The people of Iceland were never sold on Jesus. “From the time of Iceland’s formal adoption of Christianity as the official state religion in the year 1,000 C.E., Iceland has never been a fanatically Christian country nor particularly orthodox in its Christianity,” wrote scholar Michael Strmiska of SUNY Orange. “A strong case can be made that the acceptance of Christianity was motivated more by economic and political considerations than authentic Christian fervor. … Good political and economic relations with Christian Europe depended on at least a semblance of Christian conversion, and so this semblance was achieved.”

Indeed, even as Christian governments authored increasingly restrictive measures on non-Christian faiths, the old ways glowed. Even today, when walking the streets of Iceland’s capital of Reykjavik, pedestrians will find many streets named after Norse gods. And “a very large number of Icelandic personal and surnames are formed from ‘Thor,'” wrote Strmiska.

In 1972, an Icelandic poet named Sveinbjorn Beinteinsson tapped into that residual fealty, launching a fresh religious organization that began as a scholarly pursuit, but quickly took on religious overtones. How? First, Beinteinsson and friends assumed the name of “Asatru,” which means “belief or faith in the ancient gods,” wrote Strmiska. But then, an act of nature took on grand significance. And what else would it be but a mighty thunderbolt?

It went down, probably apocryphally, like this: One day in the summer of 1972, as the movement battled with the government to establish its church, a “mighty lighting bolt flashed across the sky, struck a power station in the capital and plunged much of Reykjavik into darkness,” Strmiska found. “Such powerful electrical storms are almost unknown in Iceland…. Several of my Asatru informants rather gleefully interpreted this lightning storm as divine intervention on the part of the thunder-god Thor … [and] the government had a sudden change of heart, and soon decided to grant official recognition to Asatru.”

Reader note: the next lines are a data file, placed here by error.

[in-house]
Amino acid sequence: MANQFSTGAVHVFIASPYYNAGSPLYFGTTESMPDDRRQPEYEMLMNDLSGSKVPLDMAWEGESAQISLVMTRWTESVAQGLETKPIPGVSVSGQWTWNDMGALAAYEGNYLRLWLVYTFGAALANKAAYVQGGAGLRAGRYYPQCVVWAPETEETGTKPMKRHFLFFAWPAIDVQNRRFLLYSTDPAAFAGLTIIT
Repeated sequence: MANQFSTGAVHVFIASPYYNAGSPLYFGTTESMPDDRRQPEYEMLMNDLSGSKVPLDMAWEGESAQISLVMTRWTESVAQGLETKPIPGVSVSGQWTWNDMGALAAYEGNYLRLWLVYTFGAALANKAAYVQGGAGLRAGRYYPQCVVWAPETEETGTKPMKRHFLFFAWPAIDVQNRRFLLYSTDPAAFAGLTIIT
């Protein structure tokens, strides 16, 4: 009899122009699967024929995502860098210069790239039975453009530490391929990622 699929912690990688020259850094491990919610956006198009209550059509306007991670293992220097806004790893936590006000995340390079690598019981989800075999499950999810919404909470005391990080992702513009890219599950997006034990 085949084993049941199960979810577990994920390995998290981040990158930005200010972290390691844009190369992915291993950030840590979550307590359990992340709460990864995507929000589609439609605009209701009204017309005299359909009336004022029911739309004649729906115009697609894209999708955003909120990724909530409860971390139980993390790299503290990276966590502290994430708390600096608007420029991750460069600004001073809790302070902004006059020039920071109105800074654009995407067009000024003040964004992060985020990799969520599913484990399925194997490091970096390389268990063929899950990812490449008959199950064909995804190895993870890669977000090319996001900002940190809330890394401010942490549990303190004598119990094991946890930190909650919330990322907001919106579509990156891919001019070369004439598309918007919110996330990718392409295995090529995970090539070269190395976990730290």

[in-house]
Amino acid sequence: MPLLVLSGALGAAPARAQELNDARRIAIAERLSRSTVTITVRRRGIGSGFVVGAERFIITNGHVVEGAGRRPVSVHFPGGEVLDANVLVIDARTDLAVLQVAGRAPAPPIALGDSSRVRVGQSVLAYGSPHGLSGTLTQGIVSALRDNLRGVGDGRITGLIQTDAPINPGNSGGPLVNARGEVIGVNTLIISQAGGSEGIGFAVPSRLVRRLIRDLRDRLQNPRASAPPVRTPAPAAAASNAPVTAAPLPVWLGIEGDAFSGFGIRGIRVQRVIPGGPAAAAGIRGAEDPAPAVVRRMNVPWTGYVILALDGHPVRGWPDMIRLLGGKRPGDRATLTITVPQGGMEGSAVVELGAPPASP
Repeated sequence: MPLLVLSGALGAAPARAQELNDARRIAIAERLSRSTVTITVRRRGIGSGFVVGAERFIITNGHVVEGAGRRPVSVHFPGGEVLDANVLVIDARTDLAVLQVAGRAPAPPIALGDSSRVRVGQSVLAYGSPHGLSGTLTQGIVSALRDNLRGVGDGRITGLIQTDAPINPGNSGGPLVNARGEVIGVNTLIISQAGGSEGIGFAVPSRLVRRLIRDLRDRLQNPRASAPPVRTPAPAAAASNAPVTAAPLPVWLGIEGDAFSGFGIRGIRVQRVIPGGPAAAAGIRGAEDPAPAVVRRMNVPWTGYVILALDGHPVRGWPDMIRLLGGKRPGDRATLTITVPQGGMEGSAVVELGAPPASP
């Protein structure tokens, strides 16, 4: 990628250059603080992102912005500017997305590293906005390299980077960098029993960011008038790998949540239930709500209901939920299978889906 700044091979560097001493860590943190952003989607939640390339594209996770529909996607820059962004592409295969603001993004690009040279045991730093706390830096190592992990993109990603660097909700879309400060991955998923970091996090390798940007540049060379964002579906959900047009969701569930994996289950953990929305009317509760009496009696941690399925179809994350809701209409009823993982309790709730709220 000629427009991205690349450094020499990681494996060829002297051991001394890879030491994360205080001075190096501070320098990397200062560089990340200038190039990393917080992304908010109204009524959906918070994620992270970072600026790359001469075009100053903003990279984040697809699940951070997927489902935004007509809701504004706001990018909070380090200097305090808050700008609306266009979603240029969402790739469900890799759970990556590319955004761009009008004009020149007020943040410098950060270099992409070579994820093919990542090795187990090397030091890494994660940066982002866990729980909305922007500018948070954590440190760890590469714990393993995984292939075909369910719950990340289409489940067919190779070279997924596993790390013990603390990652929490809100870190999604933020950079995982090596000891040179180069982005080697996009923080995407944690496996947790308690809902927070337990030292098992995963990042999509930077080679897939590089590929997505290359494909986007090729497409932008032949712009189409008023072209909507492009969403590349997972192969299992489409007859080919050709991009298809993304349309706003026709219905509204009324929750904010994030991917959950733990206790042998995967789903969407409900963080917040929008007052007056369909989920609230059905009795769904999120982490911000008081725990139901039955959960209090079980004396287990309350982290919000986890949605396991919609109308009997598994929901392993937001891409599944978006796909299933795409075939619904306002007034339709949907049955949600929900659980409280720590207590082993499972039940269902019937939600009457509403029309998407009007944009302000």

Several forces below the skies then took over. Leader Beinteinsson died, which brought national coverage to the church and boosted enrollment. Sexual harassment scandals drove away some members of the Lutheran church. A fierce atheism took hold in Iceland, which today has one of the highest rates of nonbelievers in the world. And finally, a religion involving ancient thunder gods has an undeniable “cool” factor, according to Strmiska.

Many atheists took solace in the traditions of the Norse gods, though they didn’t necessarily believe in them. “I believe in nothing,” one member told Strmiska. The academic wrote: “What he did not ‘believe’ in was the literal reality of the gods or other such beings, accepting them only as metaphors and guiding figures in cautionary tales.”

This is a sentiment parroted by members of the modern church. Its new circular temple, according to Reuters, will be dug 13 feet deep into a hill and peer down upon Iceland’s capital. A dome atop it will allow sunlight to filter inside. “The sun changes with the seasons,” the church’s high priest said. “So we are in a way having the sun paint space for us.”